For respiratory pathogens, direct exposure to HMO would appear less evident and thus any putative HMO-related protection may be mediated by the intestinal microbiome [11, 40]. Yet, experimentally, direct exposure of Streptococcus pneumoniae to LNnT and sialyl-LNnT and subsequent infection effectively blocked its colonization in the lung of a rabbit model [41]. In a cell based assay, LNnT and 2’FL dose dependently reduced Influenza and Respiratory Syncytial Virus (RSV) concentrations within respiratory tract cells [42].

Observational studies together with findings from preclinical models have provided first evidence for an association between HMOs and the risk of infections, mostly in a structure function specific way. Mechanistically, HMOs may act through multiple functions, although preclinical models highlight specific individual functions. The current studies also provide directions to be considered in future observational studies such as timing of milk sampling and breastmilk intake, etiology of infections, quantitative versus categorical analysis of HMOs and finally mother and

infant genetics.

HMO composition might be linked to allergy in infants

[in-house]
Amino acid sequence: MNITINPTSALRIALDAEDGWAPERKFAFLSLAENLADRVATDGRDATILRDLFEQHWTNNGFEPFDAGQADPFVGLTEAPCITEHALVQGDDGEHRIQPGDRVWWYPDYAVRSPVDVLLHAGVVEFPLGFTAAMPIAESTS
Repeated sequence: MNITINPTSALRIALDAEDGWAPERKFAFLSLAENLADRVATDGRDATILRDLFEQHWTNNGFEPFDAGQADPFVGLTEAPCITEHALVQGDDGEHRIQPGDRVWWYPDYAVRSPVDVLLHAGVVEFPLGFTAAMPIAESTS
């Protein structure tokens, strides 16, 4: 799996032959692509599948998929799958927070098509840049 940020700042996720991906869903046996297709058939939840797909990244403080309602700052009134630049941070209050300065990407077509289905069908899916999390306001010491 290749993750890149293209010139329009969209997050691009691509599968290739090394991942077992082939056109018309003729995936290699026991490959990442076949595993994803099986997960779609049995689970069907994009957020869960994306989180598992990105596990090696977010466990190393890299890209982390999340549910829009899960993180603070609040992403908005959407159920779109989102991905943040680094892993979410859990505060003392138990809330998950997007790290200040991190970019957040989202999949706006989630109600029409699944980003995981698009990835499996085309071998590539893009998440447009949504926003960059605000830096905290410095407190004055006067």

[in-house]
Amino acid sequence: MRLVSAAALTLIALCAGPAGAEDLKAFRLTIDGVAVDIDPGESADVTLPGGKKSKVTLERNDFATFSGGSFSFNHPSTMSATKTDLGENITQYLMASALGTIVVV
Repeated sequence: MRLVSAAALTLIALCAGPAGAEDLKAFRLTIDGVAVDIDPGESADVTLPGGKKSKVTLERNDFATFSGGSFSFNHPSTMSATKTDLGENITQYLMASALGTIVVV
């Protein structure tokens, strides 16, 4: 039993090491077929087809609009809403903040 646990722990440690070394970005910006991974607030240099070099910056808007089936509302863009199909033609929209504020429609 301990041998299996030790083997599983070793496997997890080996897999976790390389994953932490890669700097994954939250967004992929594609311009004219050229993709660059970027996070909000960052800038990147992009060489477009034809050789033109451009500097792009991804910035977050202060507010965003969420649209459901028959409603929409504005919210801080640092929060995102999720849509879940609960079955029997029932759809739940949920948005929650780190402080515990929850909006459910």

Numerous environmental, including nutrition, and genetic factors affect allergies. Among them are breastmilk bioactives, and possibly HMOs. In a cohort of 266 Finnish mother infant pairs with a hereditary allergy risk, 2’FL concentrations in early breastmilk associated with a lower risk to manifest IgE-associated eczema at 2 years of age only in C-section born infants [43]. This observation suggests that 2’FL may influence IgE-associated eczema through the modulation of the early life gut microbiota, known to be different in C-section born infants compared to vaginal born infants. A possible relation of HMOs with cow milk allergy (CMA) was studied in another cohort of 39 mothers with infants who developed CMA by 18 months of age and 41 mothers with infants without CMA [44]. An association was seen between the milk concentration of several individual HMOs (LNFP-III, 6’SL, LNFP-I, DSLNT) and HMO clusters with reduced risk of CMA, with LNFP-III providing the strongest association. Breastmilk sampling varied over the first 6 months after birth and therefore might have introduced a bias, because HMO concentrations change dramatically during this period. Mechanistically, the authors speculate that LNFP-III might act on the immune system via dendritic cells and DC-SIGN. In a preclinical food allergy model, 2’FL and 6’SL were tested and both reduced symptoms involving mast cell activity [45].